Despite perhaps being one of today’s most influential artists, Peter Saul remains one of the unsung heroes of the Pop movement. Maybe it’s because his material tended to be darker, though no less funny, than that of his acolytes. Rather than focusing on celebrity culture and advertising, politics interested Saul, whose chaotic paintings are filled with inhumanly pink Ronald Reagans and caricatured Richard Nixons. Combining the unabashed weirdness of Surrealism and the formal refinement of Abstract Expressionism, the San Francisco–based artist has, for the past six decades, meditated on the absurdities of being an American. This show will be his first major retrospective in Europe. —A.G.
Kunsthalle Basel, Basel
June 2–August 27
Last year, Yan Xing had 37 high school students attempt to hide in the Stedelijk Museum’s galleries. Everyone knows that concealing oneself in an exhibition space is virtually impossible, and so these students were, of course, found by audience members. The students relayed deeply personal stories, but it was hard to tell if what they were saying was true—this was, after all, a performance. Through glossy black-and-white photographs and performance, the young Chinese-born artist has reflected on the past, arguing that every history, whether visual or otherwise, is constructed for consumption. With this show, titled “Dangerous Afternoon,” Yan will fabricate a curator persona, and then create a installation that involves photography, performance, and film dedicated to his backstory. —A.G.
Various venues, Aarhus, Denmark
June 3–July 30
In a post-industrial city about three hours northwest of Copenhagen, the ARoS Triennial takes nature as its theme and expands on notions of what nature could even mean in the past, present, and future. A centuries-spanning exhibition opened at the ARoS Aarhus Art Museum in April, but a two-month addendum in June and July sprawls across the cityscape to venture into urban spaces as well outposts in a forest and along the coastline. Artists enlisted in service of the theme, “The Garden—End of Times; Beginning of Times,” include Katarina Grosse, Fujiko Nakaya, Meg Webster, Rirkrit Tiravanija, Edvard Munch, Max Ernst, Robert Smithson, Olafur Eliasson, Mark Dion, and many more. —Andy Battaglia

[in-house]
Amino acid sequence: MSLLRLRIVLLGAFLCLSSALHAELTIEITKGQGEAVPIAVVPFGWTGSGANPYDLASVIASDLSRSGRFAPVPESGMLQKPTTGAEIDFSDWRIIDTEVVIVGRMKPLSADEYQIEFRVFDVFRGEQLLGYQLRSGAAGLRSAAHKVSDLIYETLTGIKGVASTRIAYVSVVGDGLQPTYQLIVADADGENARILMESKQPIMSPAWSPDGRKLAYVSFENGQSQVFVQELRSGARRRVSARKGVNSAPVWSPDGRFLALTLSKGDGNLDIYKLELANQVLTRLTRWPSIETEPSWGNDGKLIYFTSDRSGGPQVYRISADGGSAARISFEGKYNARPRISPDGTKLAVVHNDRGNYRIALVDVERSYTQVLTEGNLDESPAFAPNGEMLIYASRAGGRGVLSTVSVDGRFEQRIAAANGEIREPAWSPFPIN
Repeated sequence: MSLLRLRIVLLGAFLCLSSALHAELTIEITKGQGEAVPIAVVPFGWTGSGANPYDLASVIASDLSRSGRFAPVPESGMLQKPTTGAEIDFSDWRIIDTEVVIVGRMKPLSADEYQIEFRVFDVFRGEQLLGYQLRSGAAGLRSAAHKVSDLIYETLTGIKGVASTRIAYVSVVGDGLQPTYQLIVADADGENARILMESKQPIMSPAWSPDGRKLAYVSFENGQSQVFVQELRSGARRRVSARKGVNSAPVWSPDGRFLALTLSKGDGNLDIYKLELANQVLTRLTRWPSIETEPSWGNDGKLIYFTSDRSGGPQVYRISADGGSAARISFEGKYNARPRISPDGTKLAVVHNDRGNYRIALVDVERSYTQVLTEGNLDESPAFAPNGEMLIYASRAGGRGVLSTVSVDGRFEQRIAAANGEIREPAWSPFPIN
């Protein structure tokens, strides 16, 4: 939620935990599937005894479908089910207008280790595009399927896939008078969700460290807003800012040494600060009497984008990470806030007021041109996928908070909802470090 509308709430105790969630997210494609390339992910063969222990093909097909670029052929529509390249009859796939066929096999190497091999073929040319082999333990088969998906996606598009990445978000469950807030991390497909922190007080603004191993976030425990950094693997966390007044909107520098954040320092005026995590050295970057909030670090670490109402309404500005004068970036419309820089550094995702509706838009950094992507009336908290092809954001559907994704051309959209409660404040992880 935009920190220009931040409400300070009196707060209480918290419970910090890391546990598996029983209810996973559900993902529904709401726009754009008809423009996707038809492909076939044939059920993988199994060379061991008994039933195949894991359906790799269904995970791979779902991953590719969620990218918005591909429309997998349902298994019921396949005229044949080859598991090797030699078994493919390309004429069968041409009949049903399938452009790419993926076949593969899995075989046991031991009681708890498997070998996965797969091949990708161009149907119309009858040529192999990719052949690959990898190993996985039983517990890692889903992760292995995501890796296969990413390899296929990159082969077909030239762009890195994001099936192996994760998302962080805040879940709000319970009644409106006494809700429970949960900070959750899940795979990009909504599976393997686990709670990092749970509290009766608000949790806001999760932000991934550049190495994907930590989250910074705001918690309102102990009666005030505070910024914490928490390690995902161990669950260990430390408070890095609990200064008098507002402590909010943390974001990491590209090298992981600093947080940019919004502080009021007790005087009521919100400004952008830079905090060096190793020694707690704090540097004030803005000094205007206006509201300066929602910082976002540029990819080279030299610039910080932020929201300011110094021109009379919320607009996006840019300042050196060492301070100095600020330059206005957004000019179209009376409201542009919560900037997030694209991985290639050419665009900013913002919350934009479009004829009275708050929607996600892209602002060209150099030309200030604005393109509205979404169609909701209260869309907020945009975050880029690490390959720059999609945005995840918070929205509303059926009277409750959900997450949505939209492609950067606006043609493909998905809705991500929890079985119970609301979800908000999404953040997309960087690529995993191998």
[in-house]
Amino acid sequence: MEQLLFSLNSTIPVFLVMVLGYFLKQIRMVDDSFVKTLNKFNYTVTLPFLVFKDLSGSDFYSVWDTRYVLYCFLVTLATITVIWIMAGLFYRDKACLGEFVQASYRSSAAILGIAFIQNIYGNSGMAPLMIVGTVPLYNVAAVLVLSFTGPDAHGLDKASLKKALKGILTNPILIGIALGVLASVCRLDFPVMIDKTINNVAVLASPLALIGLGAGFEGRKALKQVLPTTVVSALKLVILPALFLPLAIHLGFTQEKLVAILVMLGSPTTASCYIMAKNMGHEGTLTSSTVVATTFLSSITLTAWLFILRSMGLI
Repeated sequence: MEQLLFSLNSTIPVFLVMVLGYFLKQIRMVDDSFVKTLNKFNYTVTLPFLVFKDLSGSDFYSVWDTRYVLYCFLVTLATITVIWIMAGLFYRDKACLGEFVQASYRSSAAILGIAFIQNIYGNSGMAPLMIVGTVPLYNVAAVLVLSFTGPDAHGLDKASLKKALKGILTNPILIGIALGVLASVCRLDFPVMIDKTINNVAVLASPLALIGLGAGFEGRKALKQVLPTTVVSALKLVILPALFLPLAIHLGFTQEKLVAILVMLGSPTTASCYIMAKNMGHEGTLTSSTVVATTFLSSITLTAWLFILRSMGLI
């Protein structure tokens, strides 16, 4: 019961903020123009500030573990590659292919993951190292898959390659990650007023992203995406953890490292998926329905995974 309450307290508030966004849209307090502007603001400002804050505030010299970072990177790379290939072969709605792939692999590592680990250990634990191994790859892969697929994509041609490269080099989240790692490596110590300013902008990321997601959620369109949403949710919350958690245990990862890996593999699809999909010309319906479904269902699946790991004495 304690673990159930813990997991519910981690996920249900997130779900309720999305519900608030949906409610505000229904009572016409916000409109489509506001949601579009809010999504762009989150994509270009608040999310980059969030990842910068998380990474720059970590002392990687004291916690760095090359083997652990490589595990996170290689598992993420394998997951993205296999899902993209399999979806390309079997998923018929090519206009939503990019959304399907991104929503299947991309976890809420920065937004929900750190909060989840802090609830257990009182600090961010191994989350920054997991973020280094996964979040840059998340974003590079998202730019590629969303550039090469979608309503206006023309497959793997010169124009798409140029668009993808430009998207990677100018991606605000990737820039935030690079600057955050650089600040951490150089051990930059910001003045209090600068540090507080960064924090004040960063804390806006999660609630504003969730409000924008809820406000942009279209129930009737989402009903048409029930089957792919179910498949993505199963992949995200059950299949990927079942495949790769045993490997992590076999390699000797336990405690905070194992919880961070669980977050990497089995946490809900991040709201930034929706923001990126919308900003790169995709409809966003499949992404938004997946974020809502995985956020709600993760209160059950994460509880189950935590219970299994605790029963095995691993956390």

“The Most Popular Art Exhibition Ever!” boldly proclaims the title of Grayson Perry’s show of new work at Serpentine Gallery. Perry, who won the Turner Prize in 2003, describes contemporary art as a “communication business.” And so he goes about this business, depicting quotidian scenes on a variety of mediums, including ceramics, cast iron, printmaking, and tapestry. By drawing on his own experiences as a cross-dresser, as well as by focusing on marginalized groups, Perry explores how contemporary audiences relate to centuries-old styles and subjects. —Robin Scher
Various venues, Kassel, Germany
June 10–September 17
For “Learning from Athens,” the 14th edition of this quinquennial, artistic director Adam Szymczyk has added an Athens, Greece, outpost that opened in April, a full two months before the usual show at the Fridericianum (and other venues) in Kassel, Germany. (Szymczyk’s use of Athens and Kassel’s divergent socioeconomic circumstances as a jumping-off point for the show has already sparked controversy.) To pull it all off, Szymczyk assembled a team of 14 co-curators, and together they have amassed a list of more than 150 artists, including Synnøve Persen, Samson Young, Postcommodity, Hiwa K, Roee Rosen, Rosalind Nashashibi, Nasan Tur, Romuald Karmakar, Nandita Raman, Angelo Plessas, Andreas Angelidakis, Maria Hassabi, Banu Cennetoglu, Bouchra Khalili, Apostolos Georgiou, Irena Haiduk, Tracey Rose, Nairy Baghramian, Marta Minujín, Stanley Whitney, Jonas Mekas, and Pope.L. —Sarah Douglas
Skulptur Projekte Münster
Various venues, Münster, Germany
June 10–October 1
Thirty years ago, controversy stirred by George Rickey’s installation of one of his large kinetic sculptures in the city of Münster, Germany, led Westfälisches Landesmuseum director Klaus Bussmann and Museum Ludwig curator Kasper König to launch the first edition of the Münster Sculpture Project. Since then, the festival has taken place every ten years, with each artist choosing his or her own site, and with certain works inevitably coming to define each edition. In 1997, for instance, it was Ilya Kabakov’s Looking Up, Reading the Words, an antenna that spells out a poetic text, installed in a park, while 2007 is memorable for Bruce Nauman’s Square Depression, an inverted pyramid installed in front of the University of Münster’s Department of Nuclear Physics. As artistic director, König put together the 2017 edition with co-curators Britta Peters and Marianne Wagner. This year, the classic Münster questions—what will they make, and where will they place it—are especially intriguing with regard to Ei Arakawa, Jeremy Deller, Nicole Eisenman, Pierre Huyghe, Mika Rottenberg, Gregor Schneider, and Hito Steyerl. —S.D.
Nick Mauss’s work is rooted in drawing but has taken many forms throughout his accomplished career. His forthcoming exhibition at Serralves Museum in Porto will exist broadly in the spirit of recent projects, which have focused on indeterminacy and chaos. Taking place in the institution’s villa, Mauss will fuse painting, dance, and performance to create a singular whole, incorporating all three into a larger piece that resembles a stage. —John Chiaverina